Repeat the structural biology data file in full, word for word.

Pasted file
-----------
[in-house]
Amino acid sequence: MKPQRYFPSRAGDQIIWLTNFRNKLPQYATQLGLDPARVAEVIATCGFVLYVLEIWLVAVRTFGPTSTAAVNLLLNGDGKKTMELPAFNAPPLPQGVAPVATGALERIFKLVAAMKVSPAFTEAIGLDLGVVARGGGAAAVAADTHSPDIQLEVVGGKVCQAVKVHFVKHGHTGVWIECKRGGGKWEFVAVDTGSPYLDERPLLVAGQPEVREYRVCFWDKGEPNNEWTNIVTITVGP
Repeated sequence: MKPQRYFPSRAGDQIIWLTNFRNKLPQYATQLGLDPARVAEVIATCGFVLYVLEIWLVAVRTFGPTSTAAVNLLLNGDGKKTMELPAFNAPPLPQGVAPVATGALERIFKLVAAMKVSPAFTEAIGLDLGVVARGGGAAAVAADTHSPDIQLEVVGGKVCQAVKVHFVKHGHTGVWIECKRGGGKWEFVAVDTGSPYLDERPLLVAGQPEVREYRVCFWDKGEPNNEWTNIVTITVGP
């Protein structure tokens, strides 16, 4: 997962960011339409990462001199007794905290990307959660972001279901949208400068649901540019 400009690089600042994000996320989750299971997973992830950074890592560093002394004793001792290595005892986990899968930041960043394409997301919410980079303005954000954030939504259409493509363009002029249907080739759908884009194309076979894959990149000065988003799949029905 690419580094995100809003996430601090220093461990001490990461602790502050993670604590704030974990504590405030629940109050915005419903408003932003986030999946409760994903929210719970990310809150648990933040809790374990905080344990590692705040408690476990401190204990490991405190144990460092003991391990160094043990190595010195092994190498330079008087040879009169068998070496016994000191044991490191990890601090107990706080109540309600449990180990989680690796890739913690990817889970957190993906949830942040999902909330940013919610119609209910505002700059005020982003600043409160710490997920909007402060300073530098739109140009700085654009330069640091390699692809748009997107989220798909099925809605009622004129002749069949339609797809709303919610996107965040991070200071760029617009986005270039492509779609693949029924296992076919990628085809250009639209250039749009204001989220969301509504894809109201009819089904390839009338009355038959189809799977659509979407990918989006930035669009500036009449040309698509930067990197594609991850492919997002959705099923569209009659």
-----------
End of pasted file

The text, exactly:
[in-house]
Amino acid sequence: MKPQRYFPSRAGDQIIWLTNFRNKLPQYATQLGLDPARVAEVIATCGFVLYVLEIWLVAVRTFGPTSTAAVNLLLNGDGKKTMELPAFNAPPLPQGVAPVATGALERIFKLVAAMKVSPAFTEAIGLDLGVVARGGGAAAVAADTHSPDIQLEVVGGKVCQAVKVHFVKHGHTGVWIECKRGGGKWEFVAVDTGSPYLDERPLLVAGQPEVREYRVCFWDKGEPNNEWTNIVTITVGP
Repeated sequence: MKPQRYFPSRAGDQIIWLTNFRNKLPQYATQLGLDPARVAEVIATCGFVLYVLEIWLVAVRTFGPTSTAAVNLLLNGDGKKTMELPAFNAPPLPQGVAPVATGALERIFKLVAAMKVSPAFTEAIGLDLGVVARGGGAAAVAADTHSPDIQLEVVGGKVCQAVKVHFVKHGHTGVWIECKRGGGKWEFVAVDTGSPYLDERPLLVAGQPEVREYRVCFWDKGEPNNEWTNIVTITVGP
């Protein structure tokens, strides 16, 4: 997962960011339409990462001199007794905290990307959660972001279901949208400068649901540019 400009690089600042994000996320989750299971997973992830950074890592560093002394004793001792290595005892986990899968930041960043394409997301919410980079303005954000954030939504259409493509363009002029249907080739759908884009194309076979894959990149000065988003799949029905 690419580094995100809003996430601090220093461990001490990461602790502050993670604590704030974990504590405030629940109050915005419903408003932003986030999946409760994903929210719970990310809150648990933040809790374990905080344990590692705040408690476990401190204990490991405190144990460092003991391990160094043990190595010195092994190498330079008087040879009169068998070496016994000191044991490191990890601090107990706080109540309600449990180990989680690796890739913690990817889970957190993906949830942040999902909330940013919610119609209910505002700059005020982003600043409160710490997920909007402060300073530098739109140009700085654009330069640091390699692809748009997107989220798909099925809605009622004129002749069949339609797809709303919610996107965040991070200071760029617009986005270039492509779609693949029924296992076919990628085809250009639209250039749009204001989220969301509504894809109201009819089904390839009338009355038959189809799977659509979407990918989006930035669009500036009449040309698509930067990197594609991850492919997002959705099923569209009659």